With veg, timing is everything

Posted by Laura Grant on April 17, 2009
Posted in Garden

cucumber-1
My “stick it in the ground and see what happens” style of growing vegetables has been surprisingly successful. Since I started in late November, I’ve grown green beans, tomatoes, lettuce, chillies, beetroot, cucumbers and broccoli.

cucumber-skin

Skin surprise: I grew two types of cucumber, both of which had spiky skins, completely unlike the kind you buy in supermarkets. The spikes washed off easily. I peeled them before eating and they tasted exactly like ... well, cucumbers.

The cucumber and broccoli I’m particularly proud of because I had no idea what to expect. Thanks to a misleading picture in a gardening book, I thought cucumbers grew on small trees. Happily, I’m a little less ignorant now.

It hasn’t all been blissfully easy, though. I’ve had to admit defeat with a few of the things I planted. For months I watched my watermelon and butternut plants form tiny baby fruits that just shrivelled and died. I tried to fortify the plants with worm tea and seaweed fertiliser, and great dollops of compost, but eventually their leaves developed a patina of grey fungus and I had to pull them up. A Malawian former subsistence farmer I know said that I had planted them too late – I should have done it in early October, not late November.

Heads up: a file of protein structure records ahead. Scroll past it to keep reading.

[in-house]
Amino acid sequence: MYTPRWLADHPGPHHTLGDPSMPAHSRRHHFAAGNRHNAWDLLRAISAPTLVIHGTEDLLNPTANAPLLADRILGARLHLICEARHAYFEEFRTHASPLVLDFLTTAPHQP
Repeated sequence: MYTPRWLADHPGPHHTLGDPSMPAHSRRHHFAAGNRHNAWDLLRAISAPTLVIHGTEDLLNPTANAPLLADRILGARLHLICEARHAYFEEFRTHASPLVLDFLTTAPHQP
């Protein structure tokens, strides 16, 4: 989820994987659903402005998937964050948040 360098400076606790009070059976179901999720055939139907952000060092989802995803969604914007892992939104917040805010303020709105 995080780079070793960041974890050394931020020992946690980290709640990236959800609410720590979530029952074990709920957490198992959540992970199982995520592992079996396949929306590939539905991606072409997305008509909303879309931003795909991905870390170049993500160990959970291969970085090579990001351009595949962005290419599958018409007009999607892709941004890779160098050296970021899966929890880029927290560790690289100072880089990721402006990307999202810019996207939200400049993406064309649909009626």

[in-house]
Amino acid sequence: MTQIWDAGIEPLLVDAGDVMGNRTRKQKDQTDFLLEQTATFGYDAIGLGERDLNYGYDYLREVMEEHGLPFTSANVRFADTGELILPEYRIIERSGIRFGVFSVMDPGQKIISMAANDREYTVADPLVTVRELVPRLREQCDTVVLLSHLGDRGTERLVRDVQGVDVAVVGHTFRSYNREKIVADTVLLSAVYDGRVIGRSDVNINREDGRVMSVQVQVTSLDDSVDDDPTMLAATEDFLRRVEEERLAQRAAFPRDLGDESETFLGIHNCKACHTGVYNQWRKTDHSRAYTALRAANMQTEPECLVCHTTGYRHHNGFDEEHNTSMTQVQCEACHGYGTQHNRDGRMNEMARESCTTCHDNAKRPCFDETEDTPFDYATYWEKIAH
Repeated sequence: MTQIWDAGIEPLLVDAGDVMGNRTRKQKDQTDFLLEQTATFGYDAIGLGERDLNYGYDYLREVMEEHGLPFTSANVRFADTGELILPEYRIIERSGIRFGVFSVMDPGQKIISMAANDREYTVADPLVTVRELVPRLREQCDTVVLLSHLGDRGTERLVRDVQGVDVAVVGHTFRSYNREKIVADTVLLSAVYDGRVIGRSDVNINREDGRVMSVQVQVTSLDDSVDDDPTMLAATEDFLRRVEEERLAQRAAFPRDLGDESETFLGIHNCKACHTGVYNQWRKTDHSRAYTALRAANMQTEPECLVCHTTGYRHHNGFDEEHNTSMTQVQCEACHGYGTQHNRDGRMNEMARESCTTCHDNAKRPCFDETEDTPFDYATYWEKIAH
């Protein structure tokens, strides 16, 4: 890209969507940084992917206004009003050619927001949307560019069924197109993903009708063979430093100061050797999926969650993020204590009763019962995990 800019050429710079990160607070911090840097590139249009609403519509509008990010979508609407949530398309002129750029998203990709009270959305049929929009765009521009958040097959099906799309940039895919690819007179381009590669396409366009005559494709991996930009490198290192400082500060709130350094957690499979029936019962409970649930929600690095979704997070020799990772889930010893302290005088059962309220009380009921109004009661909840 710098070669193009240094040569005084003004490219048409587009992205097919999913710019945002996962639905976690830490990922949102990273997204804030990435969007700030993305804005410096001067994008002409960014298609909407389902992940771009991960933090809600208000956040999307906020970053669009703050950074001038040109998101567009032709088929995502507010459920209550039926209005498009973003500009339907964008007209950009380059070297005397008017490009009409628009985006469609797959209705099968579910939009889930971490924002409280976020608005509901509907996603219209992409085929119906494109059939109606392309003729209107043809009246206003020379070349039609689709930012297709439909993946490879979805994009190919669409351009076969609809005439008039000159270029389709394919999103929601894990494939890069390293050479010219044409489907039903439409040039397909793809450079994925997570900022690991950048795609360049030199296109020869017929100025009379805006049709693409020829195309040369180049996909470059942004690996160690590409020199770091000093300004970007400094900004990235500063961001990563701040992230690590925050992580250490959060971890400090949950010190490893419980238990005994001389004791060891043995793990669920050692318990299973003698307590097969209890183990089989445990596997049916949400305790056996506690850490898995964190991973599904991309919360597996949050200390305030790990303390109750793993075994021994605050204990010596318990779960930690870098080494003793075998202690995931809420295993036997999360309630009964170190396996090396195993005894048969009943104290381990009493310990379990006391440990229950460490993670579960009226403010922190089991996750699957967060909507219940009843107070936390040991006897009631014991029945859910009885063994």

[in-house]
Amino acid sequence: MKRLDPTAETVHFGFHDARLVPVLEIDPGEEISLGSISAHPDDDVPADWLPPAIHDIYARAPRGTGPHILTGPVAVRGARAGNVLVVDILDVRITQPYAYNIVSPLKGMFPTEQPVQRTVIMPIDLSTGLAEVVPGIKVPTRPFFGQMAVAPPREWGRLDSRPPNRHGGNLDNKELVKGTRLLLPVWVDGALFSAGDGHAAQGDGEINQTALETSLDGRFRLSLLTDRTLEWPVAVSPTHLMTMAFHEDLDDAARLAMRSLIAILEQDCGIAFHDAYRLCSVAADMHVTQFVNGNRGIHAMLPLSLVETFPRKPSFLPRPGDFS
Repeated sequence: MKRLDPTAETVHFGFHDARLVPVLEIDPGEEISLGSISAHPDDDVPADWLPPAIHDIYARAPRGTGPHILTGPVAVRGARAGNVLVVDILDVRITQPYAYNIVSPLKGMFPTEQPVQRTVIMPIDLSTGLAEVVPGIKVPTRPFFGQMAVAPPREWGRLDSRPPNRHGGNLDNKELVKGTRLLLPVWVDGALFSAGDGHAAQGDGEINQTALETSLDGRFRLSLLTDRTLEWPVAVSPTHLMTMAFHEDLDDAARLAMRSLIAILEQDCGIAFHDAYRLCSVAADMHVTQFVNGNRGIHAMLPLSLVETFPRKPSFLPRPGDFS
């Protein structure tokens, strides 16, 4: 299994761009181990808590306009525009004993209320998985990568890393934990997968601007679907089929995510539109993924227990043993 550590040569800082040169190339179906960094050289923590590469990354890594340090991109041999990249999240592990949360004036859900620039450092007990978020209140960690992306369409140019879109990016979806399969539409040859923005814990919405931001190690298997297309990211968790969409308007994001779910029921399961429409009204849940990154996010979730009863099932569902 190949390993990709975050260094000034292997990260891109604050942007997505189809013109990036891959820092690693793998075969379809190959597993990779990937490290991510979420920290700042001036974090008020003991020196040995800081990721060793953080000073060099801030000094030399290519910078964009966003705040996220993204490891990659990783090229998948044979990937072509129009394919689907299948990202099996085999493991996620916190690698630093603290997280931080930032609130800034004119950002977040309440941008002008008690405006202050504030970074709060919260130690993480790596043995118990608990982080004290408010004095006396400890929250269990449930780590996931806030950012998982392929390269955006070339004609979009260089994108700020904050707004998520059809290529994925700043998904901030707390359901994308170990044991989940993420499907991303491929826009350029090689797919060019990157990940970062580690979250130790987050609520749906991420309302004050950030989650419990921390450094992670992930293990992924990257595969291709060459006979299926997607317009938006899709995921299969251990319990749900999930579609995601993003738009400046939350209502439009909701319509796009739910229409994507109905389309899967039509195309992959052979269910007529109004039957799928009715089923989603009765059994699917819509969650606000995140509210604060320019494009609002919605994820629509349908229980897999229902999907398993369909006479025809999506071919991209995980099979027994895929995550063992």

butternut

Infant mortality: My butternut plant grew many tiny baby butternuts like this one, but once the flower dropped off, the baby butternuts turned yellow and then shrivelled up

I’m amazed that two months would make such a difference. It’s a lesson in that seasonal food thing and, I suppose, that’s the way of nature: it just wasn’t their time. I’ll try planting them again in October this year and see what happens.

I lost the battle with the aphids on my beans as well. At first I could keep them under control by spraying them with a hose pipe, but the infestation got progressively worse. Spraying them with a mixture of dishwashing liquid and water helped for a short while (thank you to the people who suggested this), but then I think the plant just got old and tired and the aphids took over. I decided euthanasia was the kindest option – and I didn’t want the aphids to spread to other parts of the garden. Once again, it’s the seasonal thing – plants seem to become more susceptible to pests at the end of their growing season.